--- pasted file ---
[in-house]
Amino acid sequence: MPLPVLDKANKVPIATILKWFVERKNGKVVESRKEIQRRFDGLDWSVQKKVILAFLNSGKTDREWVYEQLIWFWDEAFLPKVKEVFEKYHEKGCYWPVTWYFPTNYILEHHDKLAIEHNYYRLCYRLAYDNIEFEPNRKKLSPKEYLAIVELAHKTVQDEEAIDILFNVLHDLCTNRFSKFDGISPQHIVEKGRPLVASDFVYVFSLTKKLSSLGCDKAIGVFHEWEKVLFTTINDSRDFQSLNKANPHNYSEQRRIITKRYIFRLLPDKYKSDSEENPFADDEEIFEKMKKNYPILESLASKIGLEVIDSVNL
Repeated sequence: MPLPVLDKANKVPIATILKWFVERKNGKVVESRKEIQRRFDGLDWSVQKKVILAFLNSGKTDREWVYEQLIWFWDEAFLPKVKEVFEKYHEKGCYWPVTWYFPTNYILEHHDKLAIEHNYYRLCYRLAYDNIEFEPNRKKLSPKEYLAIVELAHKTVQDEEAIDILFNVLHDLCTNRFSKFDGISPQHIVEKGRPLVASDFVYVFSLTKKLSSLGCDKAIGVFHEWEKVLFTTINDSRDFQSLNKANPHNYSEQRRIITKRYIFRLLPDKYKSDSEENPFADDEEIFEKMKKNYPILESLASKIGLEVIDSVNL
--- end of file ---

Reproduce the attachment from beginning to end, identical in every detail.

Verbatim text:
[in-house]
Amino acid sequence: MPLPVLDKANKVPIATILKWFVERKNGKVVESRKEIQRRFDGLDWSVQKKVILAFLNSGKTDREWVYEQLIWFWDEAFLPKVKEVFEKYHEKGCYWPVTWYFPTNYILEHHDKLAIEHNYYRLCYRLAYDNIEFEPNRKKLSPKEYLAIVELAHKTVQDEEAIDILFNVLHDLCTNRFSKFDGISPQHIVEKGRPLVASDFVYVFSLTKKLSSLGCDKAIGVFHEWEKVLFTTINDSRDFQSLNKANPHNYSEQRRIITKRYIFRLLPDKYKSDSEENPFADDEEIFEKMKKNYPILESLASKIGLEVIDSVNL
Repeated sequence: MPLPVLDKANKVPIATILKWFVERKNGKVVESRKEIQRRFDGLDWSVQKKVILAFLNSGKTDREWVYEQLIWFWDEAFLPKVKEVFEKYHEKGCYWPVTWYFPTNYILEHHDKLAIEHNYYRLCYRLAYDNIEFEPNRKKLSPKEYLAIVELAHKTVQDEEAIDILFNVLHDLCTNRFSKFDGISPQHIVEKGRPLVASDFVYVFSLTKKLSSLGCDKAIGVFHEWEKVLFTTINDSRDFQSLNKANPHNYSEQRRIITKRYIFRLLPDKYKSDSEENPFADDEEIFEKMKKNYPILESLASKIGLEVIDSVNL